When Change Gets too Big

The Importance of the Upper Bound

When it comes to goal setting, there are many great, simple tips on how to formulate a goal in order to be successful in achieving it. The S.M.A.R.T. goal setting by S.J. Scott is a great one – a method to support you setting change goals that are specific, measurable, achievable and have a time limit. Vague goals such as “I want to speak Spanish” or “I want to look as good as J.Lo” leave us feeling overwhelmed. They make us feel like we are making no progress. That no matter how hard we try we are just not getting anywhere. Which leaves you feeling frustrated and unaccomplished. Ultimately, we drop our goal and stop trying to live a more fulfilled life. Thus we translate goals into tangible milestones “I will learn one new word in Spanish a day” or “I will work out 3x a week”. Such goals guide us and support us in our pursuit.

One thing a lot of goal setting theories forget to highlight is the importance of an upper bound. We humans are addicted to achievements. Every time we achieve something – we get a shot of dopamine in our brains. As an article in Forbes magazine lays out:

As an example, say you hit a project milestone on time and on budget and note your accomplishment. You get a hit of dopamine, the “feel-good” chemical. Dopamine acts as a neurotransmitter, sending signals to other neurons that serve as a pleasurable reward. (…)

When you experience the dopamine reward, your brain pays attention to what you did to deserve your “feel-good” moment. That includes the brain calculating what’s needed to repeat that action and move toward achieving your goals. The dopamine also plays a role in regulating your attention, learning and movement.

We are basically addicted to accomplishing. It’s human nature to push for more and get more of those dopamine hits. It’s highly addictive. So we push for more. After we learn one word a day, we push for learning sentences. After being in the gym 3x a week, we see how much more we can do. And we fall into another spiral of giving ourselves the feeling that we will never actually achieve our goals. We lose 5kilos, we want 2 more. We run 5miles, we aim for 10. We constantly push for more thus making ourselves feel constantly inadequate. It’s just as important to limit yourself. Change – as much as no one wants to admit it, is a marathon not a sprint. Rather than taking leaps, we need to focus on making minor improvements each time. Add 1% more to get those dopamine kicks – not 100% more. As James Clear puts it: Push enough to make progress, but not so much that it is unsustainable. In his book “Atomic Habits” he mentions: It is better to make small progress every day than to do as much as humanly possible in one day. Do things you can sustain.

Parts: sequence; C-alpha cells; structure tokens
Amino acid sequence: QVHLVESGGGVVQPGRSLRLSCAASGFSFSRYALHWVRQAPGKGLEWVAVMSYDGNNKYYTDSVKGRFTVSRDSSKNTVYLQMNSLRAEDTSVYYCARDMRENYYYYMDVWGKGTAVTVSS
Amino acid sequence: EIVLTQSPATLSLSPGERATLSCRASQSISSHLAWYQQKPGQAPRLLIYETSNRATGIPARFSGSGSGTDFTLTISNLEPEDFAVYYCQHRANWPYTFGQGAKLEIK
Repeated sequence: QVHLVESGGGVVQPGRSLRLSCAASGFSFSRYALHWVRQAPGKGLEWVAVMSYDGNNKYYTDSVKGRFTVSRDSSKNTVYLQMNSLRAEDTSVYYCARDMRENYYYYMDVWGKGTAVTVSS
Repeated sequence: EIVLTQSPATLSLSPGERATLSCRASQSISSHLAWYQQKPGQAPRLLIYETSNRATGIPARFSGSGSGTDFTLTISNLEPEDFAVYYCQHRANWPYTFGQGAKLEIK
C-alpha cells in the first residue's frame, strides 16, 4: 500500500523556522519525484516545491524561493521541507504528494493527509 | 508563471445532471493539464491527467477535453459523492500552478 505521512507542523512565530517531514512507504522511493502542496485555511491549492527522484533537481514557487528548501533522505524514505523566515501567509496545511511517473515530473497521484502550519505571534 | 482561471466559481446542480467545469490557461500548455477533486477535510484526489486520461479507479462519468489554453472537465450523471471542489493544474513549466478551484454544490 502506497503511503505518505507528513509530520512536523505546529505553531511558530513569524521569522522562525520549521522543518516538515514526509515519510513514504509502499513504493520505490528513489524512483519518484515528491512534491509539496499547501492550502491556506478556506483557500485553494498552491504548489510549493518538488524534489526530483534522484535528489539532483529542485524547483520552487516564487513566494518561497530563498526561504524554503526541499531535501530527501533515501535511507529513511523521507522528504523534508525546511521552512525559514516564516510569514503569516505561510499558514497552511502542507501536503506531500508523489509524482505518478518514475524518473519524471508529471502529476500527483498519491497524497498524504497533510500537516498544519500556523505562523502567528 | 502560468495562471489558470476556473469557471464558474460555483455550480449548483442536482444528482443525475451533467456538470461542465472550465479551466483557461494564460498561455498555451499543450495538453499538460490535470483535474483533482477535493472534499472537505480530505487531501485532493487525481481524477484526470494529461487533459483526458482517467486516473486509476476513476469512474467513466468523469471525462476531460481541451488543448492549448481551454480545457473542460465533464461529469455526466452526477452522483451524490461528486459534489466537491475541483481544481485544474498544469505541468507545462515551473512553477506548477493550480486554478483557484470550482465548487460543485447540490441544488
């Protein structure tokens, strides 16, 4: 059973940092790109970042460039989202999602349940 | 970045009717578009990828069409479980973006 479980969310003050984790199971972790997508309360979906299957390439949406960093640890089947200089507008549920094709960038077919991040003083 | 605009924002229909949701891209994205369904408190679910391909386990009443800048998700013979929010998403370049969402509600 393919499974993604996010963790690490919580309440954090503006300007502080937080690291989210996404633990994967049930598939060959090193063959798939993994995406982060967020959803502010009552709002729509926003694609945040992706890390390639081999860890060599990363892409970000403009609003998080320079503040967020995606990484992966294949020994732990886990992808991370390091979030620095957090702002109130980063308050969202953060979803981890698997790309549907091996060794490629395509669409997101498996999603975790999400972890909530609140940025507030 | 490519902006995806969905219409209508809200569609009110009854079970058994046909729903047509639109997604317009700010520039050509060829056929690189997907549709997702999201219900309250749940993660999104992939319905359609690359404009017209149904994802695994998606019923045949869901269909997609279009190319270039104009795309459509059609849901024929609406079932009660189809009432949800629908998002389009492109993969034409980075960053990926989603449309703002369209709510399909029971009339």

How much more fun is it to have constant feeling of progress rather than big strides? Small, simple and easy is what will get you there. Not hard work and tears.

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